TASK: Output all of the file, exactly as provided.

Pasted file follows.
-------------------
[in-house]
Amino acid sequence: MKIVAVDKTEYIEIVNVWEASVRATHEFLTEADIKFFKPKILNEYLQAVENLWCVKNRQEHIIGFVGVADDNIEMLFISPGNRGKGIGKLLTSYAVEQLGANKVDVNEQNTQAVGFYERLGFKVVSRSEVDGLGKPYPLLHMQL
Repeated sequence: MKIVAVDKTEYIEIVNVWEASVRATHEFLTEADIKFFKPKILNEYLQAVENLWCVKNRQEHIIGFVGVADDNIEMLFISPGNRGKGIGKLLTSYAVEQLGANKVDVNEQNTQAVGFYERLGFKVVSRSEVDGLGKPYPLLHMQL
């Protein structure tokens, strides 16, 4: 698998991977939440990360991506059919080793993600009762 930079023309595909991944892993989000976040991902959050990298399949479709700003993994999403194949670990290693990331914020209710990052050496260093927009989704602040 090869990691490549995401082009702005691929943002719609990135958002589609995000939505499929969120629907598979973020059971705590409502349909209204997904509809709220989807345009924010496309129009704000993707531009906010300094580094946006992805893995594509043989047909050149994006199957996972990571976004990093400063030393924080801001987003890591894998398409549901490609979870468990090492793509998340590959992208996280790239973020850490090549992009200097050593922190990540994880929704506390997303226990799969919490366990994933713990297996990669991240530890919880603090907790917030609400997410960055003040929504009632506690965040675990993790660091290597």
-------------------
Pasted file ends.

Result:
[in-house]
Amino acid sequence: MKIVAVDKTEYIEIVNVWEASVRATHEFLTEADIKFFKPKILNEYLQAVENLWCVKNRQEHIIGFVGVADDNIEMLFISPGNRGKGIGKLLTSYAVEQLGANKVDVNEQNTQAVGFYERLGFKVVSRSEVDGLGKPYPLLHMQL
Repeated sequence: MKIVAVDKTEYIEIVNVWEASVRATHEFLTEADIKFFKPKILNEYLQAVENLWCVKNRQEHIIGFVGVADDNIEMLFISPGNRGKGIGKLLTSYAVEQLGANKVDVNEQNTQAVGFYERLGFKVVSRSEVDGLGKPYPLLHMQL
């Protein structure tokens, strides 16, 4: 698998991977939440990360991506059919080793993600009762 930079023309595909991944892993989000976040991902959050990298399949479709700003993994999403194949670990290693990331914020209710990052050496260093927009989704602040 090869990691490549995401082009702005691929943002719609990135958002589609995000939505499929969120629907598979973020059971705590409502349909209204997904509809709220989807345009924010496309129009704000993707531009906010300094580094946006992805893995594509043989047909050149994006199957996972990571976004990093400063030393924080801001987003890591894998398409549901490609979870468990090492793509998340590959992208996280790239973020850490090549992009200097050593922190990540994880929704506390997303226990799969919490366990994933713990297996990669991240530890919880603090907790917030609400997410960055003040929504009632506690965040675990993790660091290597």